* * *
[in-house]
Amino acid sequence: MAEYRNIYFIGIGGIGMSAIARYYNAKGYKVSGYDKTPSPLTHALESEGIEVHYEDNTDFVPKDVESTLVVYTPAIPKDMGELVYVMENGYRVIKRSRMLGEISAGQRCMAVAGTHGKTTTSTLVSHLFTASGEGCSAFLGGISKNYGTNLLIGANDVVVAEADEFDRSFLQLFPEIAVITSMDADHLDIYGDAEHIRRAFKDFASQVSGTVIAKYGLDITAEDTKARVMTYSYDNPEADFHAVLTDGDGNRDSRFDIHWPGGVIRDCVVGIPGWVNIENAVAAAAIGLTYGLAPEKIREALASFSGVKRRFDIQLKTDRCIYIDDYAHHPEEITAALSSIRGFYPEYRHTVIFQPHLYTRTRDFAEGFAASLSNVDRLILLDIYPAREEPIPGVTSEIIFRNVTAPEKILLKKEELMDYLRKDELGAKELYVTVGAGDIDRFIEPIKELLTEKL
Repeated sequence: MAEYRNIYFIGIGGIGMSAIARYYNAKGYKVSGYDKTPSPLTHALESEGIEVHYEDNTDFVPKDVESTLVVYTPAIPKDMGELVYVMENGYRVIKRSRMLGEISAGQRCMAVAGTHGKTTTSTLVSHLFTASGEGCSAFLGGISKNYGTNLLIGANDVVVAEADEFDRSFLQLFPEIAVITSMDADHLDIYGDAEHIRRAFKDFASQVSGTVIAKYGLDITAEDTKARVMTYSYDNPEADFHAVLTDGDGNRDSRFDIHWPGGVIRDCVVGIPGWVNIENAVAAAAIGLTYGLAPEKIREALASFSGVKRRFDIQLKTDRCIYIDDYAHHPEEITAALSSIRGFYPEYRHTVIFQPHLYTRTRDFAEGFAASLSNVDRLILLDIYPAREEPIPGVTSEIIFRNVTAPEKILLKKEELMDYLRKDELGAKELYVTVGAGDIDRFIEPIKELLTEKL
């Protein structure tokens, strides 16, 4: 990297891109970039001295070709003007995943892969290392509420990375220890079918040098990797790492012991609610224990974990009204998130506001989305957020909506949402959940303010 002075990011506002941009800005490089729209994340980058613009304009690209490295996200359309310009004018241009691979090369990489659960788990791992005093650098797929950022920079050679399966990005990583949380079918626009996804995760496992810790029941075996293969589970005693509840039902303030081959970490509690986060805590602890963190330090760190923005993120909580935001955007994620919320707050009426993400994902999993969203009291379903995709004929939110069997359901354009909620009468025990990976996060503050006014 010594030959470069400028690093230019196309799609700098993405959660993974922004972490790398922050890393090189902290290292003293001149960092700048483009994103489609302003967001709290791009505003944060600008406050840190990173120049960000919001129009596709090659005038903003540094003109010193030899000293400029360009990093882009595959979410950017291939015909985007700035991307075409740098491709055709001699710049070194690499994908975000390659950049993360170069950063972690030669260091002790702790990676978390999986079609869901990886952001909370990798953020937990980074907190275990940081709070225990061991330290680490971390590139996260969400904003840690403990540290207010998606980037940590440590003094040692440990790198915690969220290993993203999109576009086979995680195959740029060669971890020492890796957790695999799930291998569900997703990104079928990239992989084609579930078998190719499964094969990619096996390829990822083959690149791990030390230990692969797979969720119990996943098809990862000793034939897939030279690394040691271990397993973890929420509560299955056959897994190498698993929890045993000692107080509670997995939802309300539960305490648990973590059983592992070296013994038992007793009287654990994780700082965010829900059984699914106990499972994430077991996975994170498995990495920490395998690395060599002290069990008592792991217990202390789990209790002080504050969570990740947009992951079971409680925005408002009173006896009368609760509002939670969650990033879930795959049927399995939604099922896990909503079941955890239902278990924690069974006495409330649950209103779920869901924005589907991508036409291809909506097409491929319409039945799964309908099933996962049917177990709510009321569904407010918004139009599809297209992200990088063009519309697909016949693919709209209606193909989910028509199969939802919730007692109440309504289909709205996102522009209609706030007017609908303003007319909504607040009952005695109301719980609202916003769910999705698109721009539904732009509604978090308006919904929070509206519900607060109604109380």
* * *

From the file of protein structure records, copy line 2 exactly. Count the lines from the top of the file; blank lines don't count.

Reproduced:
Amino acid sequence: MAEYRNIYFIGIGGIGMSAIARYYNAKGYKVSGYDKTPSPLTHALESEGIEVHYEDNTDFVPKDVESTLVVYTPAIPKDMGELVYVMENGYRVIKRSRMLGEISAGQRCMAVAGTHGKTTTSTLVSHLFTASGEGCSAFLGGISKNYGTNLLIGANDVVVAEADEFDRSFLQLFPEIAVITSMDADHLDIYGDAEHIRRAFKDFASQVSGTVIAKYGLDITAEDTKARVMTYSYDNPEADFHAVLTDGDGNRDSRFDIHWPGGVIRDCVVGIPGWVNIENAVAAAAIGLTYGLAPEKIREALASFSGVKRRFDIQLKTDRCIYIDDYAHHPEEITAALSSIRGFYPEYRHTVIFQPHLYTRTRDFAEGFAASLSNVDRLILLDIYPAREEPIPGVTSEIIFRNVTAPEKILLKKEELMDYLRKDELGAKELYVTVGAGDIDRFIEPIKELLTEKL